Asphalt Binder and Characterization

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The asphalt content and gradation test can be used for HMA quality control, acceptance testing or forensic analysis.  The three major test methods, solvent extraction, nuclear asphalt content gauge and ignition furnace are discussed here.  Each method offers a way to determine asphalt content and aggregate gradation from an HMA sample.

Solvent Extraction

Solvent extraction, the oldest of the three test methods, uses a chemical solvent (trichloroethylene, 1,1,1-trichloroethane or methylene chloride) to remove the asphalt binder from the aggregate.  Typically, a loose HMA sample is weighed and then a solvent is added to disintegrate the sample.  The asphalt binder/solvent and aggregate are then separated using a centrifuge (see Figures 7 and 8) and the aggregate is weighed.  The initial and final weights are compared and the difference is assumed to be the asphalt binder weight.  Using this weight and the weight of the original sample a percent asphalt binder by weight can be calculated.  A gradation test can then be run on the aggregate to determine gradation.

Today, the solvent extraction method is only sparingly used due to the hazardous nature of the specified solvents.

Figure 7. Open Centrifuge Used in Solvent Extraction.

Figure 8. Secondary Centrifuge Used in Solvent Extraction.

The standard solvent extraction test is:

  • AASHTO T 164 and ASTM D 2172: Quantitative Extraction of Bitumen from Bituminous Paving Mixtures

Nuclear Asphalt Content Gauge

A nuclear asphalt content gauge (see Figure 9) measures asphalt content by estimating the actual number of hydrogen atoms contained within a sample.  Similar in theory to a nuclear moisture content gauge used in construction, the nuclear asphalt content gauge uses a neutron source (such as a 100 μCi specimen of Californium-252) to emit high energy, “fast” neutrons, which then collide with various nuclei in the sample. Due to momentum conservation, those neutrons that collide with hydrogen nuclei slow down much quicker than those that collide with other, larger nuclei. The gauge detector counts only thermal (low energy) or “slow” neutrons thereby making the detector count proportional to the number of hydrogen atoms in the sample. Since asphalt is a hydrocarbon, the more hydrogen atoms, the more asphalt. A calibration factor is used to relate thermal neutron count to actual asphalt content.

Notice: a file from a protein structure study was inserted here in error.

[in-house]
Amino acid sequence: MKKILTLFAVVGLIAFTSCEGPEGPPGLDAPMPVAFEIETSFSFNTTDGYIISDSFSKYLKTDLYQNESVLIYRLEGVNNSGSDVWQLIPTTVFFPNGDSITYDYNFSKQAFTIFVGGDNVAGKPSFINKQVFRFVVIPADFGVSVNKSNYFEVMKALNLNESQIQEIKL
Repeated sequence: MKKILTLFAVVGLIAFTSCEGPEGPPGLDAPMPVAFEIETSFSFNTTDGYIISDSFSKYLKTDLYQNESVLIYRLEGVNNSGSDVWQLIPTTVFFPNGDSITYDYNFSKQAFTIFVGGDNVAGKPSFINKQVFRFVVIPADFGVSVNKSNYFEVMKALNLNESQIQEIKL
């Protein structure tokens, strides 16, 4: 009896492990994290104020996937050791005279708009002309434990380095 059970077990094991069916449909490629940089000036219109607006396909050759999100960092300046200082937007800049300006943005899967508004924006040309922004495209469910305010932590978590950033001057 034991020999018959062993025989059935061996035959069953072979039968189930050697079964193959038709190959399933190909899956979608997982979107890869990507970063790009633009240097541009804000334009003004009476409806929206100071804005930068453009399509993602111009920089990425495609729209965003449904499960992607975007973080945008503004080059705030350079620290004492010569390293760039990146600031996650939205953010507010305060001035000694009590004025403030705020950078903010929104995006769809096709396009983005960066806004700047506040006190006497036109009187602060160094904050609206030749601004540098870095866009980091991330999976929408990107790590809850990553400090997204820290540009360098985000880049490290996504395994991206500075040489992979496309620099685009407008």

The nuclear asphalt content gauge offers a relatively quick (4 to 16 minutes depending upon desired accuracy) method for measuring asphalt content.  Since the gauge actually measures hydrogen nuclei and then correlates their number with asphalt content, anything affecting the number of hydrogen nuclei in the sample can be a potential source of error.  Because water contains a significant amount of hydrogen (H2O), anything that adds moisture to the sample (e.g., moisture in the aggregate pores) is a potential error source (Black, 1994[1]).

Figure 9. Nuclear Asphalt Content Gauge

Figure 10. Ignition Furnace

Ignition Furnace

The ignition furnace test, developed by NCAT to replace the solvent extraction method, determines asphalt binder content by burning off the asphalt binder of a loose HMA sample.  Basically, an HMA sample is weighed and then placed in a 538°C (1072°F) furnace (see Figure 10) and ignited.  Once all the asphalt binder has burned off (determined by a change in mass of less than 0.01 percent over 3 consecutive minutes), the remaining aggregate is weighed.  The initial and final weights are compared and the difference is assumed to be the asphalt binder weight.  Using this weight and the weight of the original sample, a percent asphalt binder by weight can be calculated. A gradation test can then be run on the aggregate to determine gradation.

A correction factor must be used with the ignition furnace because a certain amount of aggregate fines may be burned off during the ignition process.  The correction factor is determined by placing a sample of known asphalt binder content in the furnace and comparing the test result with the known asphalt binder content.

Based on a limited National Center for Asphalt Technology (NCAT) study (Prowell, 2002[2]), both traditional and infrared ignition furnaces, if properly calibrated, should produce statistically similar asphalt contents and recovered aggregate gradations.

The standard ignition furnace test is:

  • AASHTO T 308: Determining the Asphalt Binder Content of Hot Mix Asphalt (HMA) by the Ignition Method

Footnotes    (↵ returns to text)
  1. Black, K.  (1994).  The Nuclear Asphalt Content Gauge for Measuring Asphalt Content in Mixes.  Materials Branch, Construction and Maintenance Division, Federal Highway Administration (FHWA).  http://www.fhwa.dot.gov/pavement/materials_notebook/4sec6.htm
  2. Prowell, B.  (2002).  Evaluation of Infrared Ignition Furnace for Determination of Asphalt Content.  NCAT Report No. 02-05. http://www.eng.auburn.edu/center/ncat/reports/rep02-05.pdf




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